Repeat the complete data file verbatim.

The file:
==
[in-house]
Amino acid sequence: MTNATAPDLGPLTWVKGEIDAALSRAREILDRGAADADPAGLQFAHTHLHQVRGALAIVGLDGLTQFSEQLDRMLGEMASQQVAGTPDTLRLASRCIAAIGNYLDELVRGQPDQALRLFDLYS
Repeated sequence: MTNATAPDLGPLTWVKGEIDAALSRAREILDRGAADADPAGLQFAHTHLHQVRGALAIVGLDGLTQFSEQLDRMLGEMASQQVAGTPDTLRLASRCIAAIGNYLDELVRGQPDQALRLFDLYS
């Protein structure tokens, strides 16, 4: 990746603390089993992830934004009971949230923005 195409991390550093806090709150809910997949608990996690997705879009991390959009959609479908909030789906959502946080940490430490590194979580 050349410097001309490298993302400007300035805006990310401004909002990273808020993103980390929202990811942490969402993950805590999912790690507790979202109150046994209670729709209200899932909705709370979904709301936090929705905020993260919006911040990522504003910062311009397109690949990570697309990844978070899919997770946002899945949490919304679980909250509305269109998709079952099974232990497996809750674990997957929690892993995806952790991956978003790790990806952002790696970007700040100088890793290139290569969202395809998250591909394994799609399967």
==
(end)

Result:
[in-house]
Amino acid sequence: MTNATAPDLGPLTWVKGEIDAALSRAREILDRGAADADPAGLQFAHTHLHQVRGALAIVGLDGLTQFSEQLDRMLGEMASQQVAGTPDTLRLASRCIAAIGNYLDELVRGQPDQALRLFDLYS
Repeated sequence: MTNATAPDLGPLTWVKGEIDAALSRAREILDRGAADADPAGLQFAHTHLHQVRGALAIVGLDGLTQFSEQLDRMLGEMASQQVAGTPDTLRLASRCIAAIGNYLDELVRGQPDQALRLFDLYS
């Protein structure tokens, strides 16, 4: 990746603390089993992830934004009971949230923005 195409991390550093806090709150809910997949608990996690997705879009991390959009959609479908909030789906959502946080940490430490590194979580 050349410097001309490298993302400007300035805006990310401004909002990273808020993103980390929202990811942490969402993950805590999912790690507790979202109150046994209670729709209200899932909705709370979904709301936090929705905020993260919006911040990522504003910062311009397109690949990570697309990844978070899919997770946002899945949490919304679980909250509305269109998709079952099974232990497996809750674990997957929690892993995806952790991956978003790790990806952002790696970007700040100088890793290139290569969202395809998250591909394994799609399967």